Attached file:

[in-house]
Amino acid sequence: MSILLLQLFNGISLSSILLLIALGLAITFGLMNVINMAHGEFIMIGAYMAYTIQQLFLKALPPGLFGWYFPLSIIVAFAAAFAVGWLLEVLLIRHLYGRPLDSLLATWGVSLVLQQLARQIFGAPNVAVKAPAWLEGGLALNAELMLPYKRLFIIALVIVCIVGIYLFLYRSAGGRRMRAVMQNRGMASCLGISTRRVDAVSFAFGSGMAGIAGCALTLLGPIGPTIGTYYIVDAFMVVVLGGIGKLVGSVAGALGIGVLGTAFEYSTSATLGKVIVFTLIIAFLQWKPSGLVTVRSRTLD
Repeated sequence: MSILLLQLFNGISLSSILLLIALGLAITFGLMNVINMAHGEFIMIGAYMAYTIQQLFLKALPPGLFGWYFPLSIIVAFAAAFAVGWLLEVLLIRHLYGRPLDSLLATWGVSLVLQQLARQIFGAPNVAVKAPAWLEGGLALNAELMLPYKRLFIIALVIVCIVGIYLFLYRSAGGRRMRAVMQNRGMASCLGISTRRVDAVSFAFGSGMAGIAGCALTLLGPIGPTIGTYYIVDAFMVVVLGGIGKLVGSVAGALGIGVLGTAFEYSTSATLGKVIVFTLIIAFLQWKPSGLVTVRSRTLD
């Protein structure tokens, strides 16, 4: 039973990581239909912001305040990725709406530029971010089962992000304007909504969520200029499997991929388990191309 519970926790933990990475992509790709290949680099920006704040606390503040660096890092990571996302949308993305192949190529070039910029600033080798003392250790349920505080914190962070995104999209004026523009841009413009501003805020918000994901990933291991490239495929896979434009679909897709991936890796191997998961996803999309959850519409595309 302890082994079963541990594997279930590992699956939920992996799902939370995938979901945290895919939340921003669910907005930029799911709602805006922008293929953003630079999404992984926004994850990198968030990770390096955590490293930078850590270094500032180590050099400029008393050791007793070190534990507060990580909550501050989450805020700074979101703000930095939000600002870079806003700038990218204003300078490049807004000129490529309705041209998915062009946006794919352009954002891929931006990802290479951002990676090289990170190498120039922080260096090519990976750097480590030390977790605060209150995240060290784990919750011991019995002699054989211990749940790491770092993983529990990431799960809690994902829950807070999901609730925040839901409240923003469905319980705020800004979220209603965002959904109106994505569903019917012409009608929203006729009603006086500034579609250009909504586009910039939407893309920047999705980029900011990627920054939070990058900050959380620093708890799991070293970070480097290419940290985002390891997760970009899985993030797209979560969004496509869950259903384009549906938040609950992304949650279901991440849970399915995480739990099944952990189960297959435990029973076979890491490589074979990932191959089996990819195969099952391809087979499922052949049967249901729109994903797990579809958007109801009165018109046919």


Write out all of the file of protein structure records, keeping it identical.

[in-house]
Amino acid sequence: MSILLLQLFNGISLSSILLLIALGLAITFGLMNVINMAHGEFIMIGAYMAYTIQQLFLKALPPGLFGWYFPLSIIVAFAAAFAVGWLLEVLLIRHLYGRPLDSLLATWGVSLVLQQLARQIFGAPNVAVKAPAWLEGGLALNAELMLPYKRLFIIALVIVCIVGIYLFLYRSAGGRRMRAVMQNRGMASCLGISTRRVDAVSFAFGSGMAGIAGCALTLLGPIGPTIGTYYIVDAFMVVVLGGIGKLVGSVAGALGIGVLGTAFEYSTSATLGKVIVFTLIIAFLQWKPSGLVTVRSRTLD
Repeated sequence: MSILLLQLFNGISLSSILLLIALGLAITFGLMNVINMAHGEFIMIGAYMAYTIQQLFLKALPPGLFGWYFPLSIIVAFAAAFAVGWLLEVLLIRHLYGRPLDSLLATWGVSLVLQQLARQIFGAPNVAVKAPAWLEGGLALNAELMLPYKRLFIIALVIVCIVGIYLFLYRSAGGRRMRAVMQNRGMASCLGISTRRVDAVSFAFGSGMAGIAGCALTLLGPIGPTIGTYYIVDAFMVVVLGGIGKLVGSVAGALGIGVLGTAFEYSTSATLGKVIVFTLIIAFLQWKPSGLVTVRSRTLD
């Protein structure tokens, strides 16, 4: 039973990581239909912001305040990725709406530029971010089962992000304007909504969520200029499997991929388990191309 519970926790933990990475992509790709290949680099920006704040606390503040660096890092990571996302949308993305192949190529070039910029600033080798003392250790349920505080914190962070995104999209004026523009841009413009501003805020918000994901990933291991490239495929896979434009679909897709991936890796191997998961996803999309959850519409595309 302890082994079963541990594997279930590992699956939920992996799902939370995938979901945290895919939340921003669910907005930029799911709602805006922008293929953003630079999404992984926004994850990198968030990770390096955590490293930078850590270094500032180590050099400029008393050791007793070190534990507060990580909550501050989450805020700074979101703000930095939000600002870079806003700038990218204003300078490049807004000129490529309705041209998915062009946006794919352009954002891929931006990802290479951002990676090289990170190498120039922080260096090519990976750097480590030390977790605060209150995240060290784990919750011991019995002699054989211990749940790491770092993983529990990431799960809690994902829950807070999901609730925040839901409240923003469905319980705020800004979220209603965002959904109106994505569903019917012409009608929203006729009603006086500034579609250009909504586009910039939407893309920047999705980029900011990627920054939070990058900050959380620093708890799991070293970070480097290419940290985002390891997760970009899985993030797209979560969004496509869950259903384009549906938040609950992304949650279901991440849970399915995480739990099944952990189960297959435990029973076979890491490589074979990932191959089996990819195969099952391809087979499922052949049967249901729109994903797990579809958007109801009165018109046919």